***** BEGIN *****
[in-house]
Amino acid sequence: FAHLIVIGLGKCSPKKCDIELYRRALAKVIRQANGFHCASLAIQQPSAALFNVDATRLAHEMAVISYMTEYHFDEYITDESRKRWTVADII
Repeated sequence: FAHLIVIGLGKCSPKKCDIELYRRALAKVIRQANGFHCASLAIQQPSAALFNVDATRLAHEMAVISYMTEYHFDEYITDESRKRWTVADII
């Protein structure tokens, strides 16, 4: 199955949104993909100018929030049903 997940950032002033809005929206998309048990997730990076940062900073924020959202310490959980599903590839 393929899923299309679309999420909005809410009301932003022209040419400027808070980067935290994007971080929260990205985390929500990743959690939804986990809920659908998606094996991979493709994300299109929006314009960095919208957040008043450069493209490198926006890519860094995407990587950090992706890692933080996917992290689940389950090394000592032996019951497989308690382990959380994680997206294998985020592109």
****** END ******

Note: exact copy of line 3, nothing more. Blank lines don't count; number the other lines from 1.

Repeated sequence: FAHLIVIGLGKCSPKKCDIELYRRALAKVIRQANGFHCASLAIQQPSAALFNVDATRLAHEMAVISYMTEYHFDEYITDESRKRWTVADII